The Surrender Of Persephone
by Selena Kitt, paranormal (2009, reissue)
Phaze, $6.00, ISBN 978-1-59426-674-4


Unlike Selena Kitt's previous book Blind Date where she unsuccessfully tried to modernize a Greek legend without resorting to paranormal elements, The Surrender Of Persephone sees her retelling the legend of Hades and Persephone without any attempts made to put it in a contemporary setting. I don't think I need to give a synopsis of this story, do I?

This book sure starts out... er, different. There is a scene of lesbian threesome between teenagers Persephone, Artemis, and Athena, for start. Sephie, as our heroine is called by her friends, is kidnapped by Aidoneous (he doesn't really like Hades that much, but he's fond of being Aidon) into the Underworld where he flogs her before ravishing her. Ooh, I think I'm going to enjoy this. Ms Kitt however doesn't just want to flog some smut, she also wants to tell a story of how Persephone comes to her own as the Queen of the Underworld.

Ms Kitt introduces some elements not often found in other re-tellings of this story, such as Hecate and the Furies making constant appearances in the story. The strongest aspect of this story is the world-building. The Underworld is very well-depicted to the point that the author can actually create a whole series in her setting because that is how much detail Ms Kitt has put into the world-building, with her going deeper into the myth to mine the richness of her setting far more than, say, PC Cast or Alicia Fields ever would. I really like the vivid depiction of the Underworld and its inhabitants and if I remember this book in the future, it's because of the setting.

However, The Surrender Of Persephone lacks an uniform voice when it comes to the author's style. She seems to be going all over the place, unsure of what this story is supposed to be. For one, this story takes place in the distant past. Ms Kitt however uses noticeably contemporary dialogs in her story and Persephone often behaves like a spoiled and immature chick-lit heroine. The setting may be very well-depicted, but I often find myself jarred from my reading when the main characters start to behave like they have accidentally wandered into this story from a chick-lit tale. The author has some pretty steamy - if politically incorrect - scenes of sex that sometimes are of coercive nature, but these scenes don't really fit in very well with the rest of the book.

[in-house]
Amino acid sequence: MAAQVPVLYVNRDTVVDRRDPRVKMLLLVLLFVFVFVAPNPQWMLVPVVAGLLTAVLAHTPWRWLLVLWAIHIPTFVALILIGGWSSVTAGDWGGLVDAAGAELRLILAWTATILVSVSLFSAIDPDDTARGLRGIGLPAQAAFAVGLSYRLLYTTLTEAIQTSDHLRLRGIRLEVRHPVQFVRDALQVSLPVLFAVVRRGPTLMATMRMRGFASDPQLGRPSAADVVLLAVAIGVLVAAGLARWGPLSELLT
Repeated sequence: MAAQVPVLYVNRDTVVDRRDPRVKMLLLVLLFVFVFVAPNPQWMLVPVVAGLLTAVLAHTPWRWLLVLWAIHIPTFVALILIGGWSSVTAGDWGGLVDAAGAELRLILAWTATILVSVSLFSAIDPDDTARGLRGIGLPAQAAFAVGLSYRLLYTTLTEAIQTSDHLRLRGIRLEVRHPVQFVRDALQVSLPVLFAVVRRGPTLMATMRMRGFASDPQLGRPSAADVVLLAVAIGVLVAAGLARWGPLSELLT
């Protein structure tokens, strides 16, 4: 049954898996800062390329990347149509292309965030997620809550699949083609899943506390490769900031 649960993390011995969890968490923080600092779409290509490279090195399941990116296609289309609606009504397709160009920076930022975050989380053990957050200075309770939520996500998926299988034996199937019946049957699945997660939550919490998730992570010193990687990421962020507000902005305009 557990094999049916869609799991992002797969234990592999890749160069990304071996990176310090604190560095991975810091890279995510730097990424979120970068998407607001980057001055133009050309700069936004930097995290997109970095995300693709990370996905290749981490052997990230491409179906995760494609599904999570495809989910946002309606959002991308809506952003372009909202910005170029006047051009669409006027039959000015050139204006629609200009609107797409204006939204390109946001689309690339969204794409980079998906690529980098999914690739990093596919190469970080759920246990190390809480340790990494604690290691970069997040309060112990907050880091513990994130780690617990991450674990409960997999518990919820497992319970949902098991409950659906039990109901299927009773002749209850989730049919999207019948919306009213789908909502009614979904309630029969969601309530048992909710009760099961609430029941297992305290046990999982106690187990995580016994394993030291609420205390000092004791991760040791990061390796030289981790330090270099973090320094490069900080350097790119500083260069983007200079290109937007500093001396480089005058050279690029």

What happens is that I feel that Ms Kitt fails to create a smooth transition from non-sexual scenes to sex scenes in this book. The book starts off like an erotica with lesbian threesomes and forced bondage, then it morphs into a very sober and asexual travelogue on the Underworld before Aidon gets horny and the story clumsily turns back into erotica for a chapter. The sex scenes and the non-sexual scenes seem to belong to two different stories altogether. The author switches gears from erotica to fantasy and back again from chapter to chapter too quickly and too abruptly, to the point that the story is like a TV show that often comes to a grinding halt for a sexually explicit commercial before resuming transmission.

There seems to be two incomplete stories that somehow get mixed-up and published together here. The thing is, that sexy scenes belong to what seems like a very good erotic take on the whole Persephone and Hades thing while the non-sexy scenes look like they come from a very interesting fantasy tale. Put the two together and I feel like I am getting incomplete portions of those elusive good books mixed-up and delivered to my lap as The Surrender Of Persephone. There are two potentially good books in this literary equivalent to an unfortunate pair of Siamese twins.

Perhaps Ms Kitt should consider writing playful naughty stuff and sober fantasy stuff as completely separate entities, maybe for different publishers or under different pseudonyms, so that she could come up with two good books instead of one cute but unfortunately unfocused and uneven book. However, after all that is said and done, this is a most interesting book worth a look, I believe.

Rating: 78


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